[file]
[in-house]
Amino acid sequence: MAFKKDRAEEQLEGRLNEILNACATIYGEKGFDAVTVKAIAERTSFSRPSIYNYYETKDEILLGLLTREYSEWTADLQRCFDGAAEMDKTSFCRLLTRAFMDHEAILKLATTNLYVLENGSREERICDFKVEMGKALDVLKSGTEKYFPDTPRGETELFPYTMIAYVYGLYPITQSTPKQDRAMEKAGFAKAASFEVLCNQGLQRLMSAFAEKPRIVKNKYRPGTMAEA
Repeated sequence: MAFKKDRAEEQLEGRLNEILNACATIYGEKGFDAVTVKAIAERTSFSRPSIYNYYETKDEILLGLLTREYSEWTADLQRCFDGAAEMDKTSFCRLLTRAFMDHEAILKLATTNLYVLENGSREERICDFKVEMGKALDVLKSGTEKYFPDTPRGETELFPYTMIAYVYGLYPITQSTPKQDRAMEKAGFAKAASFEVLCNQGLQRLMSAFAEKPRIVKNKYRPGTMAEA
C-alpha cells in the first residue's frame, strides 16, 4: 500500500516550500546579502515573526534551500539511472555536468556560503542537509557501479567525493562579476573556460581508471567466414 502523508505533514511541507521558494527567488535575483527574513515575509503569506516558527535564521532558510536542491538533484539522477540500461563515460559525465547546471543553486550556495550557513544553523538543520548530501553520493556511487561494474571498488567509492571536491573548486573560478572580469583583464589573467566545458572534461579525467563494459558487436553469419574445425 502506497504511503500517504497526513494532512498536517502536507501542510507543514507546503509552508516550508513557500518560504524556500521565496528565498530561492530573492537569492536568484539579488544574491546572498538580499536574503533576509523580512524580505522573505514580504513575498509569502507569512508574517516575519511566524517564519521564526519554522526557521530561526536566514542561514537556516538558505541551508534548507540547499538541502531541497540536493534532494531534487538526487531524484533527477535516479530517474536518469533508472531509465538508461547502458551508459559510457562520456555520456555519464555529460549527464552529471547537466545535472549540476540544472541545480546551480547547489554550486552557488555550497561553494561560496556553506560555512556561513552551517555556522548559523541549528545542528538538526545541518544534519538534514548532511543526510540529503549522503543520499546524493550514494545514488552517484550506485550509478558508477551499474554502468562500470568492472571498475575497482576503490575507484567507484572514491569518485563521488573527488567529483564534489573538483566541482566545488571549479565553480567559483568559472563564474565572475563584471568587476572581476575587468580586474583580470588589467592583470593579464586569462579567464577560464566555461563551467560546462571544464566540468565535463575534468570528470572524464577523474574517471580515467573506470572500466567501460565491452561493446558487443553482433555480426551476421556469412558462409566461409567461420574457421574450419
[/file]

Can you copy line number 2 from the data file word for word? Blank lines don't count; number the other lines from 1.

Amino acid sequence: MAFKKDRAEEQLEGRLNEILNACATIYGEKGFDAVTVKAIAERTSFSRPSIYNYYETKDEILLGLLTREYSEWTADLQRCFDGAAEMDKTSFCRLLTRAFMDHEAILKLATTNLYVLENGSREERICDFKVEMGKALDVLKSGTEKYFPDTPRGETELFPYTMIAYVYGLYPITQSTPKQDRAMEKAGFAKAASFEVLCNQGLQRLMSAFAEKPRIVKNKYRPGTMAEA